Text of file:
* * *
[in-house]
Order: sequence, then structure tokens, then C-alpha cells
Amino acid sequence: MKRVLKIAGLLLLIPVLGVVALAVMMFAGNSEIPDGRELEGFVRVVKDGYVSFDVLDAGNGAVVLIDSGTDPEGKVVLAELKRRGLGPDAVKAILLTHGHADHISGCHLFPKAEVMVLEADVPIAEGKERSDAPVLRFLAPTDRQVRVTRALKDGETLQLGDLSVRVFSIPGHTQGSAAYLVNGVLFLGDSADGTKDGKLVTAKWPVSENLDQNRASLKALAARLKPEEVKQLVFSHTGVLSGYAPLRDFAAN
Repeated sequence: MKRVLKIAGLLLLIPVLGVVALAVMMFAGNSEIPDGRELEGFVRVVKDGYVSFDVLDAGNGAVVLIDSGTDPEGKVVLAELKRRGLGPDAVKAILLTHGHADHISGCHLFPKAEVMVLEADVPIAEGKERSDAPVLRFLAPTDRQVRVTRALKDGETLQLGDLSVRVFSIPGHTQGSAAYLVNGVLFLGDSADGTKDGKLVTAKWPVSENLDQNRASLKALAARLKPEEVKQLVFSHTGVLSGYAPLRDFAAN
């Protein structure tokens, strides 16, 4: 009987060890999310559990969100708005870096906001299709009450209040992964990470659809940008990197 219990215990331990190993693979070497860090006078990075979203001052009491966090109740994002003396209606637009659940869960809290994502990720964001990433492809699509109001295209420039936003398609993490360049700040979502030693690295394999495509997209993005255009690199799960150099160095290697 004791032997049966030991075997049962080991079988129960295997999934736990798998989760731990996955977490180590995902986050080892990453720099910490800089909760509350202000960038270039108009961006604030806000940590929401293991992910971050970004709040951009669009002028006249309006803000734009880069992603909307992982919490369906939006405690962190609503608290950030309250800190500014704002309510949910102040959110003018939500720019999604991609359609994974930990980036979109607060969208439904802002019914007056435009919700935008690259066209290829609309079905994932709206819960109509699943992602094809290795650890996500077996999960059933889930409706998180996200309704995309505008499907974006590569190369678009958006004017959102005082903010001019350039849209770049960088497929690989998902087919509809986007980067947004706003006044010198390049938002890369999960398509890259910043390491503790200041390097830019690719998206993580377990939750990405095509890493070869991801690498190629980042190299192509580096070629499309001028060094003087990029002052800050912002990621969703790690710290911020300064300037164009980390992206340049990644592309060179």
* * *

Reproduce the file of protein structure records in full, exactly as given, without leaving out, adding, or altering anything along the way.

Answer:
[in-house]
Order: sequence, then structure tokens, then C-alpha cells
Amino acid sequence: MKRVLKIAGLLLLIPVLGVVALAVMMFAGNSEIPDGRELEGFVRVVKDGYVSFDVLDAGNGAVVLIDSGTDPEGKVVLAELKRRGLGPDAVKAILLTHGHADHISGCHLFPKAEVMVLEADVPIAEGKERSDAPVLRFLAPTDRQVRVTRALKDGETLQLGDLSVRVFSIPGHTQGSAAYLVNGVLFLGDSADGTKDGKLVTAKWPVSENLDQNRASLKALAARLKPEEVKQLVFSHTGVLSGYAPLRDFAAN
Repeated sequence: MKRVLKIAGLLLLIPVLGVVALAVMMFAGNSEIPDGRELEGFVRVVKDGYVSFDVLDAGNGAVVLIDSGTDPEGKVVLAELKRRGLGPDAVKAILLTHGHADHISGCHLFPKAEVMVLEADVPIAEGKERSDAPVLRFLAPTDRQVRVTRALKDGETLQLGDLSVRVFSIPGHTQGSAAYLVNGVLFLGDSADGTKDGKLVTAKWPVSENLDQNRASLKALAARLKPEEVKQLVFSHTGVLSGYAPLRDFAAN
């Protein structure tokens, strides 16, 4: 009987060890999310559990969100708005870096906001299709009450209040992964990470659809940008990197 219990215990331990190993693979070497860090006078990075979203001052009491966090109740994002003396209606637009659940869960809290994502990720964001990433492809699509109001295209420039936003398609993490360049700040979502030693690295394999495509997209993005255009690199799960150099160095290697 004791032997049966030991075997049962080991079988129960295997999934736990798998989760731990996955977490180590995902986050080892990453720099910490800089909760509350202000960038270039108009961006604030806000940590929401293991992910971050970004709040951009669009002028006249309006803000734009880069992603909307992982919490369906939006405690962190609503608290950030309250800190500014704002309510949910102040959110003018939500720019999604991609359609994974930990980036979109607060969208439904802002019914007056435009919700935008690259066209290829609309079905994932709206819960109509699943992602094809290795650890996500077996999960059933889930409706998180996200309704995309505008499907974006590569190369678009958006004017959102005082903010001019350039849209770049960088497929690989998902087919509809986007980067947004706003006044010198390049938002890369999960398509890259910043390491503790200041390097830019690719998206993580377990939750990405095509890493070869991801690498190629980042190299192509580096070629499309001028060094003087990029002052800050912002990621969703790690710290911020300064300037164009980390992206340049990644592309060179």